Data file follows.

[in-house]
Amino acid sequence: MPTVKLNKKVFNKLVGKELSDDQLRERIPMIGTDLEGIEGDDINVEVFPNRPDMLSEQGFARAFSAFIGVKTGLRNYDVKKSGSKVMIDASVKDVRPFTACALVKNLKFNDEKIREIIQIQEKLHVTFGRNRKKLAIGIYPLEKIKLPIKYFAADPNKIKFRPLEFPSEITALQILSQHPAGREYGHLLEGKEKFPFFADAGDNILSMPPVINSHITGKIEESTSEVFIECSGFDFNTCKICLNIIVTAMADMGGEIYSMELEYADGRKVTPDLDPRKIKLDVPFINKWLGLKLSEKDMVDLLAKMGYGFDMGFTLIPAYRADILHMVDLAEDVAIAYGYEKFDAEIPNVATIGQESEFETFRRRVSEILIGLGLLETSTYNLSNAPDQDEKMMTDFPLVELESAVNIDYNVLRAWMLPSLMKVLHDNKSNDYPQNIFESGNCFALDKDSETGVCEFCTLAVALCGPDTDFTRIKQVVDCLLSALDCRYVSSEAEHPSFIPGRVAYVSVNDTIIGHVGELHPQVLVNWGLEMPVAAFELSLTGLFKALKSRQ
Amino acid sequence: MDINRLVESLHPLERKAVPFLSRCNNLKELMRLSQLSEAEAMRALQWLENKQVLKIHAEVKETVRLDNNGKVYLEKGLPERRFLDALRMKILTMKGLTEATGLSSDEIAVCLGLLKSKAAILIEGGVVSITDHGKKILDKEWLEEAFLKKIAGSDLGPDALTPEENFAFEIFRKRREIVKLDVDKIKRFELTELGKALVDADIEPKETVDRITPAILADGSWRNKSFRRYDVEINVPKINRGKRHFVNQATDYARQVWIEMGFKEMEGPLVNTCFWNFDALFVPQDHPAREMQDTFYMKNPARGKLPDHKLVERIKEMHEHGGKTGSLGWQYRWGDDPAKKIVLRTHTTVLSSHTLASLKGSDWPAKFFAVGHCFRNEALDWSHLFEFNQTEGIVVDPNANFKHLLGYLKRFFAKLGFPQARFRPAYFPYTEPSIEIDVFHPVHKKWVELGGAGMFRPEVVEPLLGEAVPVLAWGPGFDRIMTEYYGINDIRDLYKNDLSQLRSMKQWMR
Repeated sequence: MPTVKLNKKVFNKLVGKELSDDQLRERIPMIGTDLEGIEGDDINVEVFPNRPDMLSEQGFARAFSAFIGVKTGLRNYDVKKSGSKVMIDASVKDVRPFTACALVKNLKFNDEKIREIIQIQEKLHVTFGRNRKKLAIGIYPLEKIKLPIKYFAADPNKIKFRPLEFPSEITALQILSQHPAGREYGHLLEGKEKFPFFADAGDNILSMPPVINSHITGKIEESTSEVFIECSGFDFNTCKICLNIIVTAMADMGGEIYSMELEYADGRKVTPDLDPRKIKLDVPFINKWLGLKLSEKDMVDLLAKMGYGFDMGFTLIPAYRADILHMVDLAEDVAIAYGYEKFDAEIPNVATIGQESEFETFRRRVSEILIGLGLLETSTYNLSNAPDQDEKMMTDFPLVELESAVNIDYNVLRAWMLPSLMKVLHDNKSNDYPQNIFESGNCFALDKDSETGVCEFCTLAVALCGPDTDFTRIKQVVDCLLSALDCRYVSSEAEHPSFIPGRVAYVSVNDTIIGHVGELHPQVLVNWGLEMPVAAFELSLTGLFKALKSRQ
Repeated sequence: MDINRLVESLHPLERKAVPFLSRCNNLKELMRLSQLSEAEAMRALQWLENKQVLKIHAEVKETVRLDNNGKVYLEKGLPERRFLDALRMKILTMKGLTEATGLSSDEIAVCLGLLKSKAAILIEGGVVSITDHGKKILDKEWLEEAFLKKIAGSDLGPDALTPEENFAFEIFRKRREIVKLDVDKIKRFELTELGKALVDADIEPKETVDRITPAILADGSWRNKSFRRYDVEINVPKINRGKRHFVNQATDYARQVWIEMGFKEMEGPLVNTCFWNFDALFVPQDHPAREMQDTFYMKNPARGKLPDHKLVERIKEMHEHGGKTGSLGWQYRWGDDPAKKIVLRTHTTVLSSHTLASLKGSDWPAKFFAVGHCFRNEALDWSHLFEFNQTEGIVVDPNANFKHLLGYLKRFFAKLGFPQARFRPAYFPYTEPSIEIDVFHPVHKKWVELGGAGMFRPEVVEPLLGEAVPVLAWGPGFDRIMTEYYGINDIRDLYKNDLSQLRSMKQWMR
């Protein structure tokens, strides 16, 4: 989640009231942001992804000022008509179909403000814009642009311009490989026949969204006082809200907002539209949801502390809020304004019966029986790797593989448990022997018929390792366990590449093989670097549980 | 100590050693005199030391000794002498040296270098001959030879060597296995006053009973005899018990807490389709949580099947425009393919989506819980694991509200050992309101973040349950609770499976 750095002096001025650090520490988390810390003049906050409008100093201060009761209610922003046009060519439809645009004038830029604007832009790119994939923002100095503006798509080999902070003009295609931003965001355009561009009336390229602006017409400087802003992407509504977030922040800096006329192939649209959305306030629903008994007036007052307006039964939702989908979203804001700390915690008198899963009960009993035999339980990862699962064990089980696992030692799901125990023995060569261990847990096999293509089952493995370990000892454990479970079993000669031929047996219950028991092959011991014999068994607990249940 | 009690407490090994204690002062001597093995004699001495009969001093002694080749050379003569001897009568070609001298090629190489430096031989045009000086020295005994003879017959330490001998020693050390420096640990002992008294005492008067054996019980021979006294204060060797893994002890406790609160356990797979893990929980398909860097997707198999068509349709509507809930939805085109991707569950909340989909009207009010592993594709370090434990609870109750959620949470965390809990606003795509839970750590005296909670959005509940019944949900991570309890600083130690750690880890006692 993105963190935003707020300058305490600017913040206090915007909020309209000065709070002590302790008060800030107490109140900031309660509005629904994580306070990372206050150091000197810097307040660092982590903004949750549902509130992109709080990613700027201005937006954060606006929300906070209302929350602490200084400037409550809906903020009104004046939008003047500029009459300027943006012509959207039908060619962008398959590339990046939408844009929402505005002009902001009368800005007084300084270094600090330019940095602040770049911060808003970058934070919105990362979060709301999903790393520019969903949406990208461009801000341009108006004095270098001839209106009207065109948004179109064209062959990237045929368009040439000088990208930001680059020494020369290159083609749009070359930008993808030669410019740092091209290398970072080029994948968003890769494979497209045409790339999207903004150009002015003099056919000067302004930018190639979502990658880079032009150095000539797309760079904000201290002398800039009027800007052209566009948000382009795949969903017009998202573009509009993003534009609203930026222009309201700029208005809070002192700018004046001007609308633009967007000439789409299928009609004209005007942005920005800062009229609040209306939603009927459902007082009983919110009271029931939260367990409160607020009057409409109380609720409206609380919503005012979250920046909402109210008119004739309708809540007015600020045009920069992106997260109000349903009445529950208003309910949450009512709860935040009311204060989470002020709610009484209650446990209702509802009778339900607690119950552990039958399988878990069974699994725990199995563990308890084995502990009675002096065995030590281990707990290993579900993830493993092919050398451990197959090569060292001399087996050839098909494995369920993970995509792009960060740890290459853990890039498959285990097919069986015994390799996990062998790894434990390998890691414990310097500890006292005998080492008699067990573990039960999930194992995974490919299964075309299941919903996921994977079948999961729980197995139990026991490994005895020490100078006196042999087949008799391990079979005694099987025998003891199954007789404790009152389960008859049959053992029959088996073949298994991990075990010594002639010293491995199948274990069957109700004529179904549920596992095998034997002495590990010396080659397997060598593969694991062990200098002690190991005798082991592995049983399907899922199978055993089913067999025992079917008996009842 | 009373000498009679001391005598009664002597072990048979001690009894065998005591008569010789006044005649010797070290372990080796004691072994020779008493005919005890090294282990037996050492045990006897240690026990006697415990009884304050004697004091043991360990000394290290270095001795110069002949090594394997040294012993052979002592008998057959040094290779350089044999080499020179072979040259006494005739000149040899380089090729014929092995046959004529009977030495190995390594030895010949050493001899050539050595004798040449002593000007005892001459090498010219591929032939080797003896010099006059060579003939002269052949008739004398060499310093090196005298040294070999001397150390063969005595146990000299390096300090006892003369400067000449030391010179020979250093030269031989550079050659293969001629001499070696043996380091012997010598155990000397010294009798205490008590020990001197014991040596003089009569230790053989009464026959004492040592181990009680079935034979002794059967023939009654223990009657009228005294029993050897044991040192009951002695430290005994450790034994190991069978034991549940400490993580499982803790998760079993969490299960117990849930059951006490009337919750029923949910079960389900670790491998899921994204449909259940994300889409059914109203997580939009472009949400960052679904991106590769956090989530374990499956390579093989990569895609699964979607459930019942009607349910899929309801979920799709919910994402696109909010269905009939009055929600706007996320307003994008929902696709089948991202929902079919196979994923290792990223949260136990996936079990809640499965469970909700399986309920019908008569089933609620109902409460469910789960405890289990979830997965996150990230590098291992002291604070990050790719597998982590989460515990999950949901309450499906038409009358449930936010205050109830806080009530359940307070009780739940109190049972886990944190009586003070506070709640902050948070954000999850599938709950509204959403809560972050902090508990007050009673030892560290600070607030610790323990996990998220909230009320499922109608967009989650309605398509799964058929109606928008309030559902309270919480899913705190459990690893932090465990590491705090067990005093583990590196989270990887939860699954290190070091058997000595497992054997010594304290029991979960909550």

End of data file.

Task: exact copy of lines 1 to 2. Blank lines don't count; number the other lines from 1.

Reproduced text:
[in-house]
Amino acid sequence: MPTVKLNKKVFNKLVGKELSDDQLRERIPMIGTDLEGIEGDDINVEVFPNRPDMLSEQGFARAFSAFIGVKTGLRNYDVKKSGSKVMIDASVKDVRPFTACALVKNLKFNDEKIREIIQIQEKLHVTFGRNRKKLAIGIYPLEKIKLPIKYFAADPNKIKFRPLEFPSEITALQILSQHPAGREYGHLLEGKEKFPFFADAGDNILSMPPVINSHITGKIEESTSEVFIECSGFDFNTCKICLNIIVTAMADMGGEIYSMELEYADGRKVTPDLDPRKIKLDVPFINKWLGLKLSEKDMVDLLAKMGYGFDMGFTLIPAYRADILHMVDLAEDVAIAYGYEKFDAEIPNVATIGQESEFETFRRRVSEILIGLGLLETSTYNLSNAPDQDEKMMTDFPLVELESAVNIDYNVLRAWMLPSLMKVLHDNKSNDYPQNIFESGNCFALDKDSETGVCEFCTLAVALCGPDTDFTRIKQVVDCLLSALDCRYVSSEAEHPSFIPGRVAYVSVNDTIIGHVGELHPQVLVNWGLEMPVAAFELSLTGLFKALKSRQ